Les Ballets C de la B @ Dunstan Playhouse
7:30pm, Mon 5 Mar 2012
While I was sitting in front of the dance floor at Barrio on opening night, with my “Hug Me” sign emblazoned over my chest, a gorgeous young woman slumped into the seat next to me. “I’ve had a terrible day,” she said with clear English and an accent I could only identify as European; “I need a hug.” “I believe this sign encourages just that,” I said, and we hugged; her arms were desperate, yet weary.
We started talking; it turns out that the woman was Emilie, the tour manager for Les Ballets C de la B. She explained the source of her woes: during rehearsals for Gardenia, one of the elderly performers had fallen off the stage and landed on his head, and was currently in hospital under observation. They hoped he would return soon, she said, but the show must go on; they were in the midst of trying to figure out how the absence of the performer would affect the rest of the show. (We were later joined by the youngest performer of the Gardenia performance – Dirk, maybe? It was late, and my mind was hazy with drink.)
So with that very personal interaction, I was even more keen to see how Gardenia played out, with its cast of elderly transvestite and transexual performers (plus the “young guy” and “real woman”). And it’s a bold opening – the curtain comes up and reveals the eight remaining performers of all shapes and sizes, purposefully standing with the poise of dignified upper-class businessman, resplendent in their stiff suits.
They gradually they strip away a layer of clothing in a process that is almost painfully raw to watch; the older members seek support, trembling on aged legs, as they remove their dull corporate attire to reveal the bright and colourful dresses underneath. But they also manage to ham it up during these transitions; the crowd cackles in glee. There’s costume changes a-plenty, followed by promenades and poses; more costume changes, more cat walking, re-dress in suits, and yet more costume changes. It all starts to feel… well, arduous: it’s almost like we’re watching a blurred gender production line.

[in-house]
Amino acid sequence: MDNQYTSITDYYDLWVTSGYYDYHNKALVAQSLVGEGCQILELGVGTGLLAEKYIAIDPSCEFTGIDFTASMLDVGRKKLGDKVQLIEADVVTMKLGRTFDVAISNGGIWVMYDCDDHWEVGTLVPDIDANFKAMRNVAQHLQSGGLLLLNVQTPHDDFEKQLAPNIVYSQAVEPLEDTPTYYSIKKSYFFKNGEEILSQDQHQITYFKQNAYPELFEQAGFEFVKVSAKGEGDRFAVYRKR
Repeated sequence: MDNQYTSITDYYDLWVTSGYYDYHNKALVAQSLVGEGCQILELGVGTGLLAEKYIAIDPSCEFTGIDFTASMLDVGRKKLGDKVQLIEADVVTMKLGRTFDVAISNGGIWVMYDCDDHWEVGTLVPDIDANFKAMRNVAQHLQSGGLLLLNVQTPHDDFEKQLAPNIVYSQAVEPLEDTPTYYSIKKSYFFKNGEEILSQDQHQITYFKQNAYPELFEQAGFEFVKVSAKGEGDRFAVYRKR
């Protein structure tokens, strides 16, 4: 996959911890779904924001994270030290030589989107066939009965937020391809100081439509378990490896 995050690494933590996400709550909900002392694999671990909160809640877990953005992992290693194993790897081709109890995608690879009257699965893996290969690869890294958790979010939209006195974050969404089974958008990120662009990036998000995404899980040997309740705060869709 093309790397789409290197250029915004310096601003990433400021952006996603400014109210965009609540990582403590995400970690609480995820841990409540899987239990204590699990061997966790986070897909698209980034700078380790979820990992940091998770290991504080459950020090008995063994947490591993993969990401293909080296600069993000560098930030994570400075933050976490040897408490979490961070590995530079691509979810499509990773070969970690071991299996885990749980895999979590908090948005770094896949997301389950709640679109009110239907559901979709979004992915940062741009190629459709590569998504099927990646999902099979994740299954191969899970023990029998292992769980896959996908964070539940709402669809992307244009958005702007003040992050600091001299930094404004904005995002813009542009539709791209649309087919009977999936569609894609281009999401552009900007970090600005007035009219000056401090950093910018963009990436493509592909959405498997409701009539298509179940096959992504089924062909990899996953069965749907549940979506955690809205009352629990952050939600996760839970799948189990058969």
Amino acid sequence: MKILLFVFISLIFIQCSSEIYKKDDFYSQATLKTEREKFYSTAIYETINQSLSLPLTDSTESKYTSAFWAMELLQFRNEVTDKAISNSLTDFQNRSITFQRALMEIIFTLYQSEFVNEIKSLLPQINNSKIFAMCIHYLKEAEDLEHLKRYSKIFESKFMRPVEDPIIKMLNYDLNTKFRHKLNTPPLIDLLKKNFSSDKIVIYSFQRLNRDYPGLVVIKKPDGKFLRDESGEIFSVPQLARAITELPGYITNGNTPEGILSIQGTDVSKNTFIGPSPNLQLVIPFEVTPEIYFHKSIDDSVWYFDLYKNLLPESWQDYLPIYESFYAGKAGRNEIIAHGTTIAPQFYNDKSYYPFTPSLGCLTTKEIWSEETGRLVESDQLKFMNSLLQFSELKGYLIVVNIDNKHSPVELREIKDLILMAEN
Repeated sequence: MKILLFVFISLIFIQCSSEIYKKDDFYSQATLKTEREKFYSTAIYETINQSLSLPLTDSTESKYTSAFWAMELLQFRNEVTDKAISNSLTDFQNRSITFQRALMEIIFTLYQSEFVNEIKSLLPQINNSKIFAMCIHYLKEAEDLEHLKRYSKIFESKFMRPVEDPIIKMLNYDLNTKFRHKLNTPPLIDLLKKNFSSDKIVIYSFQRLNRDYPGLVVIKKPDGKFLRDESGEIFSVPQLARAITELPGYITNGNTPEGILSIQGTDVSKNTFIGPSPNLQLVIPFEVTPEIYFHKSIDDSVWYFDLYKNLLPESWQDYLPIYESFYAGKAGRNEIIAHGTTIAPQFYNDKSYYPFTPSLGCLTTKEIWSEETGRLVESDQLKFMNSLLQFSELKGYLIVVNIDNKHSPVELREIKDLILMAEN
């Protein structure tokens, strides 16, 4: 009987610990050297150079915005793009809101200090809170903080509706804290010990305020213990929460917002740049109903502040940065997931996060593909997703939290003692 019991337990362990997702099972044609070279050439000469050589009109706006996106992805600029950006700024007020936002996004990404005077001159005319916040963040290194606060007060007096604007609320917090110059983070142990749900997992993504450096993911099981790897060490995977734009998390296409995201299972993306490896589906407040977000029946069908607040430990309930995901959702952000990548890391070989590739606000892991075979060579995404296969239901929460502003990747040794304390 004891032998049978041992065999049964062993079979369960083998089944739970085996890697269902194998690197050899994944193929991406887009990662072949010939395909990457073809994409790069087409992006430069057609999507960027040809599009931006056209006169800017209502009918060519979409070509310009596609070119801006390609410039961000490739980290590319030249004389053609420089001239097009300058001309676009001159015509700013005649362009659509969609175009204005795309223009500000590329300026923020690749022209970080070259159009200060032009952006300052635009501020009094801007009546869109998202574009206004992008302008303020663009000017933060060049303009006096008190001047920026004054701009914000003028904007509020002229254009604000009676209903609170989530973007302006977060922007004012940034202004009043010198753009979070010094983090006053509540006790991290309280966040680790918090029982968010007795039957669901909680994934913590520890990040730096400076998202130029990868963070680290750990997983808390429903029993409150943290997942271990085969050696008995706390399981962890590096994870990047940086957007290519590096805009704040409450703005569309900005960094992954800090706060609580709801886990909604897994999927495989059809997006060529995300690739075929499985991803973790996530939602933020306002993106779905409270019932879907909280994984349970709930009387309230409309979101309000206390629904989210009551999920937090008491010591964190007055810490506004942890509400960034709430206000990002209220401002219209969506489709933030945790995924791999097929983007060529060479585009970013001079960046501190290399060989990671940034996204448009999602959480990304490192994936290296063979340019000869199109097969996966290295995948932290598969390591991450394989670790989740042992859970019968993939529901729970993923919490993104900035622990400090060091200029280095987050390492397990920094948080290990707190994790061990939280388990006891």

But then there’s a scuffle, as the “young guy” and the “real woman” throw each other around the stage. There’s a couple of moments where they almost tumble off the raked stage – I harken back to Emilie’s tragic story, and wonder if this scene was the cause. The scuffle is the most interesting bit of Gardenia for me, as I took it to be an expression of what it’s like to have one gender, but wanting to be seen as another…
…But then there’s another costume change, a final walk down the red carpet, and some clever lighting picks out the posed Gardenians before blackout.
I left this feeling miffed. It felt way too long. There was little narrative, and no depth to the characters, even though there was every opportunity to develop them up. And – here’s the thing that really got me – it felt disrespectful. It felt like a bunch of trannies saying “here we are, laugh at us; look at how kooky we are!”… and the audience just seemed to lap it up. And whilst it could be argued that the decision to present themselves for our laughter was theirs to make, it still felt… well, wrong to me.
Which, unfortunately, resulted in me thinking that Gardenia was an opportunity missed.